Six Fun Ways to Learn Something New

child Head by Charly W. Karl (CC BY-ND)

child Head by Charly W. Karl (CC BY-ND)

Our heads could do with filling
With some interesting stuff,
For now they’re bare and full of air,
Dead flies and bits of fluff . . . 
— J.K. Rowling, Harry Potter and the Sorcerer’s Stone
The more that you learn, the more places you’ll go.
―Dr. Seuss
There were other ways to learn, she decided. Things which could not be found in books. ―D.K. Holmberg


From tastebuds to toenails, our bodies are constantly renewing themselves. Nutritious food keeps our hair, skin, and bones growing, but what about our minds? They need to be fed, too.

Despite the confining desks, piles of homework, and stifling grades of traditional education, learning can be fun. Fresh experiences and information nourish your brain. They’re also invigorating and empowering—new knowledge and skills can help you escape a rut or chase your dreams. All it takes is a little curiosity and perseverance. So where do you start?


Turn on the tube

YouTube, that is. Or TED Talks, or PBS, the History Channel, or a Netflix documentary. From dog grooming to game design and cooking to coding, you can learn a lot by watching a well-chosen show. Remember Bill Nye, the Science Guy? Try swapping your regularly scheduled programming for something a bit more educational and see what happens.

Take a field trip

Whoo hoo—field trip! But instead of getting out of a stuffy classroom for a few hours, escape your routine for awhile. No permission slips, orderly lines, or best behavior—just you and a change of scenery, anywhere you like. Check out a local art or science museum, a nearby fair, or another country. Go alone or take a friend. Stay a few hours, days, or weeks—it’s entirely up to you. Explore a new place, complete with language, food, and customs, or just get out of your own head for an afternoon.

Ask someone

Long before Google replaced encyclopedias (look ’em up), people were our repositories of information. Family, friends, and neighbors taught us to tie our shoes, ride a bike, style our hair, cook, clean, and ace an interview. People still have a wealth of knowledge to share, so swallow your self-consciousness and ask someone you admire to show you a thing or two. Family, friends, competent strangers—connect with someone and learn something new.

Play a game

Recess was never a break from learning, just the confines of a classroom. Playing sparks curiosity and creative engagement with the world. There’s even a subset of games (called serious games) devoted to productive play. From board and role-playing games to video games and apps, these are intrinsically motivating, with unique challenges and immediate feedback on creative problem-solving. Run your own game development company with a little 2D sim gem called Game Dev Story. Try Duolingo for bite-sized language learning, Luminosity to boost memory and reasoning, or old fashioned chess to improve problem-solving (though you can learn with a great app from For some serious fun, grab a serious game.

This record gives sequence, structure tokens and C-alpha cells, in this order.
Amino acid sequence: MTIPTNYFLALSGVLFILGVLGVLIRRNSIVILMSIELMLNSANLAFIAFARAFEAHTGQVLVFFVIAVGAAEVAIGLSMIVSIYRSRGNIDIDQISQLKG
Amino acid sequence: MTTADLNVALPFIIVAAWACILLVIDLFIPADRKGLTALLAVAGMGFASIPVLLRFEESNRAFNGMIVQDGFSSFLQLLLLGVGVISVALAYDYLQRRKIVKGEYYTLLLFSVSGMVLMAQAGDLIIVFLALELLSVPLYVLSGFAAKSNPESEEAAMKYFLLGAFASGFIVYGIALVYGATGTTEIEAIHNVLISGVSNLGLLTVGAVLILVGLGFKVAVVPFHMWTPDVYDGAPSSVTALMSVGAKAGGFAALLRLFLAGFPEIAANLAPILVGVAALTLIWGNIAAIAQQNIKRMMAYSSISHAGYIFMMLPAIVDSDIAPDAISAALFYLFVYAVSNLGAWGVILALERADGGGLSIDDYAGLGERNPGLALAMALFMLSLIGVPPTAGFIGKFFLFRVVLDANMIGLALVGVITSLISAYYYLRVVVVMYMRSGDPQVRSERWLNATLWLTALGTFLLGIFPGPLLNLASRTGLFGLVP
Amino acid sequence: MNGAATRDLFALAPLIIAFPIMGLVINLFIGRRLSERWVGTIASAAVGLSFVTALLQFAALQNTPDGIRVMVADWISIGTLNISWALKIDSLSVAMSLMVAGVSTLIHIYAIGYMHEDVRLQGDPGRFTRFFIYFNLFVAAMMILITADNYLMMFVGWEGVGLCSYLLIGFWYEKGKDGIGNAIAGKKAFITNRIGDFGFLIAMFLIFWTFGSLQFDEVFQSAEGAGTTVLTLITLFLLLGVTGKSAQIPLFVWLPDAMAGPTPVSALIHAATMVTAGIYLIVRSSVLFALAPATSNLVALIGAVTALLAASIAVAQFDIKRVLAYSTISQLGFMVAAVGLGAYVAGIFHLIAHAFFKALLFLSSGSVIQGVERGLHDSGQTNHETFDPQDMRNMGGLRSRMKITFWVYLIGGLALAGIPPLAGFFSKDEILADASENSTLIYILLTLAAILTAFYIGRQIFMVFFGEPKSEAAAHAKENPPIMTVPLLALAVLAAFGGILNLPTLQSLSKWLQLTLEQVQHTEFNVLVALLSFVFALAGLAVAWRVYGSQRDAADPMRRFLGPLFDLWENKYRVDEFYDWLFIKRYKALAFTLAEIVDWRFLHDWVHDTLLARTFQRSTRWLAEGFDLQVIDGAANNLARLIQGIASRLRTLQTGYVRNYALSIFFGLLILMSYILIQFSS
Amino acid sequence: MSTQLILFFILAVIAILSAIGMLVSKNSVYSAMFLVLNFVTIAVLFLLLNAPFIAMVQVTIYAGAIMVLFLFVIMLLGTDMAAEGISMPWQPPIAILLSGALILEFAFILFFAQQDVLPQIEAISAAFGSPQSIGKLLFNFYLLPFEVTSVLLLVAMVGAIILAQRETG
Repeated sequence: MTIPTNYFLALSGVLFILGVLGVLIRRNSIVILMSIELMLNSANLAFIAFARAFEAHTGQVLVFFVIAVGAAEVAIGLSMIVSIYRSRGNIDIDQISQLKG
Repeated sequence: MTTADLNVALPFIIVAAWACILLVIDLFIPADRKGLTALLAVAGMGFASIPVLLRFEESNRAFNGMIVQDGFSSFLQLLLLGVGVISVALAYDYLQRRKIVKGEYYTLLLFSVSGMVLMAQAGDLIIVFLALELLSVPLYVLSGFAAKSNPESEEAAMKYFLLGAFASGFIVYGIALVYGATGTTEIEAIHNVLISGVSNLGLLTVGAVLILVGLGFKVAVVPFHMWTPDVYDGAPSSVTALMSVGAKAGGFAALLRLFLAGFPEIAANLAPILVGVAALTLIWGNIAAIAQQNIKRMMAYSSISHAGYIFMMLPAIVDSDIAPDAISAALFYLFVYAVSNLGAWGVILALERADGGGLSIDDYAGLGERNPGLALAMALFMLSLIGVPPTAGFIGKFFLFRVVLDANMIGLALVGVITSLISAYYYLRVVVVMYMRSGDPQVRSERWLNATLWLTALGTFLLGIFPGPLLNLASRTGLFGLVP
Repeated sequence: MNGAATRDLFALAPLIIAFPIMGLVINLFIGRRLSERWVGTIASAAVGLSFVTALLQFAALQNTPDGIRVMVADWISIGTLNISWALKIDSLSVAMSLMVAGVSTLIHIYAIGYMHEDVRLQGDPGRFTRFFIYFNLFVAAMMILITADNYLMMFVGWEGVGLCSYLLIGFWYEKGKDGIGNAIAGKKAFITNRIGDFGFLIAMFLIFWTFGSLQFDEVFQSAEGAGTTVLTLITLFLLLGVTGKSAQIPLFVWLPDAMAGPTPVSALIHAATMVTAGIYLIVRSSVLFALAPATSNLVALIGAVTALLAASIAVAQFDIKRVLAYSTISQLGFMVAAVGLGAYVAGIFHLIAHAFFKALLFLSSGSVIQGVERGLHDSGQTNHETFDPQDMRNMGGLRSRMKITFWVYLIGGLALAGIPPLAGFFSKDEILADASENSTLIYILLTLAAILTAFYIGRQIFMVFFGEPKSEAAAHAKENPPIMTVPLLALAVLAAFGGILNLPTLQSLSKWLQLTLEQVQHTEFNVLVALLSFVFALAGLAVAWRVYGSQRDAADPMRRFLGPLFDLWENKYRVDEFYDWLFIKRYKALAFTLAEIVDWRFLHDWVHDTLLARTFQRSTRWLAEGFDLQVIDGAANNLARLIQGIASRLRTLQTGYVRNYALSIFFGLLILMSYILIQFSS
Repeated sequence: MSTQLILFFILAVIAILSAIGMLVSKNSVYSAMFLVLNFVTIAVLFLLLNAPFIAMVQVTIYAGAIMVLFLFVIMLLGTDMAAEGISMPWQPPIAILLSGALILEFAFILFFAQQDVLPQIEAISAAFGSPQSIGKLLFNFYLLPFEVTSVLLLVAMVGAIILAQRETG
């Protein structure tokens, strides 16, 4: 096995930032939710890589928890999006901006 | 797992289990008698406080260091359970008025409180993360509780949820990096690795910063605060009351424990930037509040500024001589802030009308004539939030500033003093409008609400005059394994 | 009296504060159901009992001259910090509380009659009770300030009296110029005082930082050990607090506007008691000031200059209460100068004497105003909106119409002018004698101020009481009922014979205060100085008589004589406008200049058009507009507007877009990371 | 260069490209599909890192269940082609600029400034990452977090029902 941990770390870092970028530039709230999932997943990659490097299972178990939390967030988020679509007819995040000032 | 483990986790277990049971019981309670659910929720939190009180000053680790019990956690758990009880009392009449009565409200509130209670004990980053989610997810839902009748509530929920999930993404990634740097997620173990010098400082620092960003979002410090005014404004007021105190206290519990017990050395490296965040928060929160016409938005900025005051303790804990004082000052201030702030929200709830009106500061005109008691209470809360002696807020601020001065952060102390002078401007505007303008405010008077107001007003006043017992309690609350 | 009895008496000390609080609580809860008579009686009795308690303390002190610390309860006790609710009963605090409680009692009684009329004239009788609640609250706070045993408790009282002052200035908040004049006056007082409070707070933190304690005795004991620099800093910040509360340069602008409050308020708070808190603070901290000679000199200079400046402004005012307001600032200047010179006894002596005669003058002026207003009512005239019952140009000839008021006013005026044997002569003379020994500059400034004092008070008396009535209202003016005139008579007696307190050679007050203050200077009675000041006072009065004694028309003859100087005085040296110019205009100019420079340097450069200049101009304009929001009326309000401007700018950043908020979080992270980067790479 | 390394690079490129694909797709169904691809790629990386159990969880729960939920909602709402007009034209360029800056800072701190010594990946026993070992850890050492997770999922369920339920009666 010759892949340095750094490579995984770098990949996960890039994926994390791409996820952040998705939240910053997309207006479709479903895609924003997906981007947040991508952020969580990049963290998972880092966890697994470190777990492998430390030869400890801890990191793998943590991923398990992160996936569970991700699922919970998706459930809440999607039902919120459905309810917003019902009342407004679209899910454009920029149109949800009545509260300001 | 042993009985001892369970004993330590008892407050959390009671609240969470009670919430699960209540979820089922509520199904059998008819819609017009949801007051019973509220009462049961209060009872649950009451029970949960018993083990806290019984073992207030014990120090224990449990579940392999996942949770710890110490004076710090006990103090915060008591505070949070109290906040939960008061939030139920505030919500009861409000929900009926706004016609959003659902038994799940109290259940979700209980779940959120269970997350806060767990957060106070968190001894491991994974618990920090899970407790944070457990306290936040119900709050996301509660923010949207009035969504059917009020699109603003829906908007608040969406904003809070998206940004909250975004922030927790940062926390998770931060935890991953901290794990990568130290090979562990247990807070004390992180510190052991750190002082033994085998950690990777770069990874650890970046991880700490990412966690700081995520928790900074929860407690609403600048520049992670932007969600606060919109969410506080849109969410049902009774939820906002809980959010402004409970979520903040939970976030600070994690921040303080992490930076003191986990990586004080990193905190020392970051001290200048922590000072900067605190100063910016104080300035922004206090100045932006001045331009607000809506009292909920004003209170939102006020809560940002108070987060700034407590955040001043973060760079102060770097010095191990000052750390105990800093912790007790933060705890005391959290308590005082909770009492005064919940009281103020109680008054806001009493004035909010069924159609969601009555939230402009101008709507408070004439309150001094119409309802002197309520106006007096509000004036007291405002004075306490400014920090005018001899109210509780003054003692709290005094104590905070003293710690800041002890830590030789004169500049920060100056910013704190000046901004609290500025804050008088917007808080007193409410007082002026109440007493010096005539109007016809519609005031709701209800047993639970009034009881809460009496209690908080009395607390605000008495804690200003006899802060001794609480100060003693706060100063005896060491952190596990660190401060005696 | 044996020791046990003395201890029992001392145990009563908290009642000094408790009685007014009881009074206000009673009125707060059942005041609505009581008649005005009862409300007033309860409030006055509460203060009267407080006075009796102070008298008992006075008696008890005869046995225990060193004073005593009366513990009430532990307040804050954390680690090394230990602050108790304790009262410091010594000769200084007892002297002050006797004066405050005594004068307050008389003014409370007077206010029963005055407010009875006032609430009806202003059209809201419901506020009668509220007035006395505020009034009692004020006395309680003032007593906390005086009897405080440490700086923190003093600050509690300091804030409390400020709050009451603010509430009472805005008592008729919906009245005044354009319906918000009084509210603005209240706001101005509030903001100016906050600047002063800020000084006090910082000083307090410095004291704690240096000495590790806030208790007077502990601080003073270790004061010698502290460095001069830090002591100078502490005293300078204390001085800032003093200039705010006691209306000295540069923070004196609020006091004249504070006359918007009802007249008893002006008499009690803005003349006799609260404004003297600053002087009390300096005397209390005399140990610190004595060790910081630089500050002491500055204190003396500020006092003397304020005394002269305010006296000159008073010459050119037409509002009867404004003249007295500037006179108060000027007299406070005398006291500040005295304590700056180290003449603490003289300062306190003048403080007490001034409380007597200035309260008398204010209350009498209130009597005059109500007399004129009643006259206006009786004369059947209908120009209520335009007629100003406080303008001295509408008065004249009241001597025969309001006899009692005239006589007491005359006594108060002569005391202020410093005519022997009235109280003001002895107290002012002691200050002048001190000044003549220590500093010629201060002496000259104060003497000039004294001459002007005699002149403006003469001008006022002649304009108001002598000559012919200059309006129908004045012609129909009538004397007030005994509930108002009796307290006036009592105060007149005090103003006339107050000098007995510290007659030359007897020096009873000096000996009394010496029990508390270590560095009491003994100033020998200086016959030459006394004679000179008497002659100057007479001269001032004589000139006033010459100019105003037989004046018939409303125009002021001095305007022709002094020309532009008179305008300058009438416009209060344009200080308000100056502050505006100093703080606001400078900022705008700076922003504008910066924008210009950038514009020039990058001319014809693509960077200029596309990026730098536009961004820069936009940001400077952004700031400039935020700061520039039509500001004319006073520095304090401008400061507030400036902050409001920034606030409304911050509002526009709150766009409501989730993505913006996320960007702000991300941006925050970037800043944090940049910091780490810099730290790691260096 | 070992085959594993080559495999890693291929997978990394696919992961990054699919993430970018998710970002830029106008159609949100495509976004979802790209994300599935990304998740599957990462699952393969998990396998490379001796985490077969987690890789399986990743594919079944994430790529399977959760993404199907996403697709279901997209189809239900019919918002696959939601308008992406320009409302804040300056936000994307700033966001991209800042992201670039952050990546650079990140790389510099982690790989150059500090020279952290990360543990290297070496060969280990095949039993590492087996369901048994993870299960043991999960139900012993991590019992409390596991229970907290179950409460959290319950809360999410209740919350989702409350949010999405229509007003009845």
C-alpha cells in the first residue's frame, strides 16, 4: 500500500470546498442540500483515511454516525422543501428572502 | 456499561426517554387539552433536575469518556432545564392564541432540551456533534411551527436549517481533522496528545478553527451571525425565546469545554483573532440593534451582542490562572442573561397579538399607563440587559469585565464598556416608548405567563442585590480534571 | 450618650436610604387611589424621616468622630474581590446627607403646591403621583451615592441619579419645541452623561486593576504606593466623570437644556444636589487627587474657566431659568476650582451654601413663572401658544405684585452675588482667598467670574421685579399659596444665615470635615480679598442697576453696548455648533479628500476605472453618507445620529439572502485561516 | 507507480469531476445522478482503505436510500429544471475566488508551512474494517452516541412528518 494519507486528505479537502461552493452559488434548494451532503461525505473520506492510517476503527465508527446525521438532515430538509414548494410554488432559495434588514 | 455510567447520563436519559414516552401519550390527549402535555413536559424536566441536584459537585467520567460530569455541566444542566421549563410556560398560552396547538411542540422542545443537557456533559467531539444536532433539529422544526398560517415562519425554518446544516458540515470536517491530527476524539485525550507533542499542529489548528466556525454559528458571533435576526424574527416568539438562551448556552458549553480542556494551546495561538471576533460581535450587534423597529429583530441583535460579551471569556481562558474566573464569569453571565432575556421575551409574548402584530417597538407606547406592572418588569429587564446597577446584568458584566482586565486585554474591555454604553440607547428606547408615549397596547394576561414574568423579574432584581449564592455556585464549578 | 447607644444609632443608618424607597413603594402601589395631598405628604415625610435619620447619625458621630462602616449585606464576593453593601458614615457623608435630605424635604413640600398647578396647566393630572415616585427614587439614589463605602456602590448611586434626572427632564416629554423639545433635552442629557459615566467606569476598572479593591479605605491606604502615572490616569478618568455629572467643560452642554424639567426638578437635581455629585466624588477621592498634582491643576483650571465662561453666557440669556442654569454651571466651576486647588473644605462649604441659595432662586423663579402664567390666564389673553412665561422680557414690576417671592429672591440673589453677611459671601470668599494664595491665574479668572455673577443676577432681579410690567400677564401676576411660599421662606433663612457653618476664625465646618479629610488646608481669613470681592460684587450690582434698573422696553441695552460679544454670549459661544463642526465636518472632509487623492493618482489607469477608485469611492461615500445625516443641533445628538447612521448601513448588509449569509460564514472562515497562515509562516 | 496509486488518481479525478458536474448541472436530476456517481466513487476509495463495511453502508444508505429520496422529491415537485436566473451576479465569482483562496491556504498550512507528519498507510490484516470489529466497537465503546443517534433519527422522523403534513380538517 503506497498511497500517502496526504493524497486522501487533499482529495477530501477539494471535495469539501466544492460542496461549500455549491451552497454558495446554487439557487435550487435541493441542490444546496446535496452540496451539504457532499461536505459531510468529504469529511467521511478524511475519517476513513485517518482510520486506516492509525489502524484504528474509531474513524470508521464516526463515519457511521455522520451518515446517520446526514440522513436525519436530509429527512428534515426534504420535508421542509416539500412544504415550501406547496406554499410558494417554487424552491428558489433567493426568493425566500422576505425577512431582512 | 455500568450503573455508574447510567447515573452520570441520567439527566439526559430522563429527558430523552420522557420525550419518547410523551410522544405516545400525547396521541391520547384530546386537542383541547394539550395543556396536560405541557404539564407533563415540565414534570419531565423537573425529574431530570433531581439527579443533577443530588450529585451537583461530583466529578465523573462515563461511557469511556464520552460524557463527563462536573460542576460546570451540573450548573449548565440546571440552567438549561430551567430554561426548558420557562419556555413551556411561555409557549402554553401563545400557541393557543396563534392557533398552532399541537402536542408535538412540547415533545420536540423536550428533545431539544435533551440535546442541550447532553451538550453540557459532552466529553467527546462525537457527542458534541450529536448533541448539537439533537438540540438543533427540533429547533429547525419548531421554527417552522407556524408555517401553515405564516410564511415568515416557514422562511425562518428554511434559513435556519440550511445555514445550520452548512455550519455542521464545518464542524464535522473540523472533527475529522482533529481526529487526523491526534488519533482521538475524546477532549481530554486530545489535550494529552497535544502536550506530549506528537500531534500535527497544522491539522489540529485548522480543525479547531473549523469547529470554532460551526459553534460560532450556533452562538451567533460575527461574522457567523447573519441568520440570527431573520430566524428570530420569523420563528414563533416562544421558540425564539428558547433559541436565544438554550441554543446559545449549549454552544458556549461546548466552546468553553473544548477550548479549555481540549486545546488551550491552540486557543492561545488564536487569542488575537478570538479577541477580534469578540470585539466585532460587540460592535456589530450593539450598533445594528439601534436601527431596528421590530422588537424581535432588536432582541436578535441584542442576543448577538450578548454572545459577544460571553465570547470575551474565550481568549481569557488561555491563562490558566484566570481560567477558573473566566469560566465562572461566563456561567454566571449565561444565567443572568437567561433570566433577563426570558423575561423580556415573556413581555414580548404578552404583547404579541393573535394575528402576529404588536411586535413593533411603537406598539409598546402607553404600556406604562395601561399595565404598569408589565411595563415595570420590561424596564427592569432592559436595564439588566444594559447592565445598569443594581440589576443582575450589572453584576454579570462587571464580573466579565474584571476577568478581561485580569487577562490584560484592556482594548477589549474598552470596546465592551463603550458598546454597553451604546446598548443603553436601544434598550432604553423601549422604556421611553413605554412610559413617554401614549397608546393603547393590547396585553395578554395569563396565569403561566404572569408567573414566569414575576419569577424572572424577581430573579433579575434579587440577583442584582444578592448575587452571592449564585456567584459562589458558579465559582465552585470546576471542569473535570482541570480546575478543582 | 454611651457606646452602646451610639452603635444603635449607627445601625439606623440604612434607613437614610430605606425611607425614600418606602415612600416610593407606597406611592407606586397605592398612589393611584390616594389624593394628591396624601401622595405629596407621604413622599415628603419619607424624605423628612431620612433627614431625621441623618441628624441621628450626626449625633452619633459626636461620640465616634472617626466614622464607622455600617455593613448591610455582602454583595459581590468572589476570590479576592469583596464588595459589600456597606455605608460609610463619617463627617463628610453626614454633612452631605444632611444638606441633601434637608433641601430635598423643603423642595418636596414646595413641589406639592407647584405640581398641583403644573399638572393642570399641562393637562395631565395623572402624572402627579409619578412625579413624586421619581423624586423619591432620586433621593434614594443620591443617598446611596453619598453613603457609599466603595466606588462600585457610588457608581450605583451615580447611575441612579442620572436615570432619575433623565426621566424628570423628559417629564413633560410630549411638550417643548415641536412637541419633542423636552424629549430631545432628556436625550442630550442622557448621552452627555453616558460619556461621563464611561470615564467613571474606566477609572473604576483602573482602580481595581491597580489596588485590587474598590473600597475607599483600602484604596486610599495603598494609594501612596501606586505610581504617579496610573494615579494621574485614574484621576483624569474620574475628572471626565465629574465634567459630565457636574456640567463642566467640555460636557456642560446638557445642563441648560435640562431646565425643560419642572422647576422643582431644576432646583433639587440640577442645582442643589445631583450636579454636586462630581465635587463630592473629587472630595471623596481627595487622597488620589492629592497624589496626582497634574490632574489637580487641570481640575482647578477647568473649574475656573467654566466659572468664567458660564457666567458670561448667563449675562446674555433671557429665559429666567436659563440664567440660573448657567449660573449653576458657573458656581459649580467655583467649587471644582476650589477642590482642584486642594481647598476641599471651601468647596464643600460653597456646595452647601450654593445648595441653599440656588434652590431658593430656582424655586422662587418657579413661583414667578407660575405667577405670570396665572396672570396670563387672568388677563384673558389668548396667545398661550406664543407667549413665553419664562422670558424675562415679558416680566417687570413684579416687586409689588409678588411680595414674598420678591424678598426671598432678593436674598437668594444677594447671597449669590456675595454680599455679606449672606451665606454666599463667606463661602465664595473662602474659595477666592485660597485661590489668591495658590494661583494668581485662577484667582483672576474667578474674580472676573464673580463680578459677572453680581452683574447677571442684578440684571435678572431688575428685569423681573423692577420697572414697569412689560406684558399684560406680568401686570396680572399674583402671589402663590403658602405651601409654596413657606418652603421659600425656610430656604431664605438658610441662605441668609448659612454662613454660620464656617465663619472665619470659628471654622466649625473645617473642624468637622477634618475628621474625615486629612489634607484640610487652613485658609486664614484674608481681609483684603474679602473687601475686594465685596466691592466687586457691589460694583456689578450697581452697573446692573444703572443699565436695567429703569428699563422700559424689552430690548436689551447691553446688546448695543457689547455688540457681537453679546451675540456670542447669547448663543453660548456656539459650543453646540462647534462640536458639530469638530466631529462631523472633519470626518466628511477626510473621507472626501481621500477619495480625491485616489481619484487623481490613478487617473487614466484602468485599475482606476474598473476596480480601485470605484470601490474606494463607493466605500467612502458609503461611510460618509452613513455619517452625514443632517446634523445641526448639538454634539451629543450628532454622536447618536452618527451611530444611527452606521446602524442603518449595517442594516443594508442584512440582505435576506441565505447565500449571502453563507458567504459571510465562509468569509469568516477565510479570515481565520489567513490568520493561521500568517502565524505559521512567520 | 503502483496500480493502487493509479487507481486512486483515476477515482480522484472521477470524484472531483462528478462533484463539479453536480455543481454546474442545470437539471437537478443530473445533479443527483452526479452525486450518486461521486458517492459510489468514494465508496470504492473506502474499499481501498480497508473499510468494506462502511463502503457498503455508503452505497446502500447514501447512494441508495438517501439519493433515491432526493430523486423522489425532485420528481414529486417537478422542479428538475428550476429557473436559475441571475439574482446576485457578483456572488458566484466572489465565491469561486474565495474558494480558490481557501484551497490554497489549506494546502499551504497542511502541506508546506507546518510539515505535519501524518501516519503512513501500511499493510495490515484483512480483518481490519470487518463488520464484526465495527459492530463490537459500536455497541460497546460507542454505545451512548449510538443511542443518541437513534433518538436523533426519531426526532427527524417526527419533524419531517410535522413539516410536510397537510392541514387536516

Never underestimate the power of trial and error. You don’t need a teacher, program, or guide to begin drawing, painting, dancing, cooking, or taking something apart to see how it works. Just put some colored pencils to paper and start moving them around. Turn on some music and start moving your body. Try mixing ingredients together and see what you get. Experiment. Improvise. No one else has to see what you’re doing. Examine your work, make adjustments, and try again. Learn from your mistakes and delight in your discoveries.


Before the world was reflected in maps, you had to strike out and discover it for yourself. We’re still surrounded by unknown territory, and you can head out anytime. Crawl around your back yard with a magnifying glass. Take a new route to school or work. Roam your city like a tourist. Check out your local library. Surf the web. Read everything your can get your hands on. Observe, listen, taste, touch, smell. Investigate. Inquire. Explore.


What you learn is up to you. No interest in math, English, or history? No problem. How about cooking, coding, or geo-caching? You could identify the local trees you love or try a new language. Maybe you’d like to skateboard or grow veggies or design your own clothes. The only limit is your imagination. What piques your curiosity?

A wide and gloriously interesting world awaits you beyond the schoolhouse doors. Forget about textbooks and teachers’ dirty looks. It’s time to have some fun.


FYI, Story of Choice is entirely ad-free. All the websites, games, and other resources mentioned above are personal recommendations based on my own experience. 


  1. “Fresh experiences and information nourish your brain….” A very interesting and evocative expression. It seems particularly descriptive of exactly what I am doing everytime I read your blog 🙂

  2. What a ‘get up and get out in the world’ inspirational message this is! I just put my toe in Duolingo and may now add a 2nd language. The TED talks are not only informative but it’s amazing to see what advancements are happening right before our eyes! Thanks for the reminder that we create our own happiness, and that we are the engine of our own learning.

What do you think?